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tiles ignorantly worshipped, the scriptures declare to us; but in such terms as the pride of human reason quarrels with, and such as faith only will embrace as correct. "For there are three who bear record in Heaven, the Father, the Word, and the Holy Ghost, and these three are one".
I design, in the first place, to make some remarks on the particulars contained in this text of holy writ.
In the second place, I shall endeavour to confirm and illustrate the doctrine taught us in it, by the concurrent testimony of the inspired writers in the old testament.
I shall conclude my discourse with proofs: and illustrations from the new testament.
1st. We have to investigate the contents of our text.
But it will be proper to obviate an objection frequently raised against this scripture. It is said, by some, to be an interpolation. That is, they contend for its having been, at some period or other, superadded to the written word by a trinitarian hand. .But though this has often been asserted, for want of a more plausible objection, it has never been proved, and never will. We are therefore bound to receive it as a component part of the sacred volume. It seems indeed impossible for an addition of such importance to have been made to the oracles of God without detection at the moment. Besides, the objection is not peculiar to this
very offensive passage. The opposers of the doctrine inculcated in it, level the same shaft at other passages, particularly at those in the first chapters of Matthew and Luke, which preserve the account of the incarnation of the Son of God. In fact, the deistical part of the world, if they are compelled by the irresistible force of overwhelming evidence to admit the scriptures to be a Revelation from God, instantly take refuge from all its mysterious tenets in the convenient excuse, that the scriptures are corrupted, and no longer exist in their original purity. But still we have no proof, nay quite the reverse. And to talk about the corruption of revelation, as the adversaries of its peculiar sentiments are fond of doing, is either virtually denying it to be a revelation at all, or else passing a severe reflection on its author. When the Creator determined on investing this globe with light as with a garment, he called a suitable luminary into existence to be the ruler of our day. And does not the sun continue to this instant to run its destined race and cheer us by its beams? But did God also design to impart the light of truth to the minds of his children? And for this purpose has he given us his word? And is this word proposed to us as a lamp to our path to guide our feet into the way of life and peace? Has God said to Zion by the prophet Isaiah, All thy children shall be taught of the Lord, and great shall be the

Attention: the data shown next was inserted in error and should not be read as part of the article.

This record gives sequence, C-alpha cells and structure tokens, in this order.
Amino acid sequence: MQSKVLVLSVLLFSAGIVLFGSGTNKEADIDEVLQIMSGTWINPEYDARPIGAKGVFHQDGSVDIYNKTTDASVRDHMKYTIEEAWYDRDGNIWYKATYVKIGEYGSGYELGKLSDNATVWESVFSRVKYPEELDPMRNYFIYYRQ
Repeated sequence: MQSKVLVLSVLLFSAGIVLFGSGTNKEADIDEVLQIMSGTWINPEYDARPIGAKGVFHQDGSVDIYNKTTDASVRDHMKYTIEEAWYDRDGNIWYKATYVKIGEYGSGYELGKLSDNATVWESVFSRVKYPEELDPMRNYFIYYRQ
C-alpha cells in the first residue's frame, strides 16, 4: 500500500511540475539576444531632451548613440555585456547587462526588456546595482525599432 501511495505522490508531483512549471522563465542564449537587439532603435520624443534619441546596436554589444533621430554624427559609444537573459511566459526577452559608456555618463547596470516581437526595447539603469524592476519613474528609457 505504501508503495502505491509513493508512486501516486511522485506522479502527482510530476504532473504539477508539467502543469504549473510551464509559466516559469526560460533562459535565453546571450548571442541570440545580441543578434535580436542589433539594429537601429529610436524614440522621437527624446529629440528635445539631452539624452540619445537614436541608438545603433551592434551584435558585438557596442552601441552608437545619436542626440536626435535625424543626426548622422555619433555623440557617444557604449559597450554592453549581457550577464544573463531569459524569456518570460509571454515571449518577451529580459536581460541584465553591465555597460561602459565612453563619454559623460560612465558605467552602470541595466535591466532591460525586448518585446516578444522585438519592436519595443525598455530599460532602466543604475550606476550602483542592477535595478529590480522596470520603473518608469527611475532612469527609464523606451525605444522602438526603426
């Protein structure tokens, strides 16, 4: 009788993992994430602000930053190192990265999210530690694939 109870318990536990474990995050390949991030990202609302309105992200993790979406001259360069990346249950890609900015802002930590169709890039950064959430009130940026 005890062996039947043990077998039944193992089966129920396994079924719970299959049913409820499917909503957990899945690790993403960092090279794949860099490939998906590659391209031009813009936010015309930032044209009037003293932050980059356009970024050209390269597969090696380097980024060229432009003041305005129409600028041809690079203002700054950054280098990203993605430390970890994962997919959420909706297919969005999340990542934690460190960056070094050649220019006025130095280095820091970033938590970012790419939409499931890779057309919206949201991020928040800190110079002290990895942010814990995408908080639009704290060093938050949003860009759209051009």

peace of thy children”,-and has he by the same prophet admonished those children to take heed "To the law and to the testimony, for if they speak not according to this word, there is no light in them"? Then surely the eye of the Lord is ever watchful of his word, and his arm protects it. And men might as easily demonstrate that the light of day is corrupted at its source, and that the sun is now no longer what God made it, as prove the truth of God to be turned into a lie by the adulteration of that scripture, the whole of which was given by the inspiration of God, and its every part written by holy men of God as they were severally moved by the Holy Ghost.*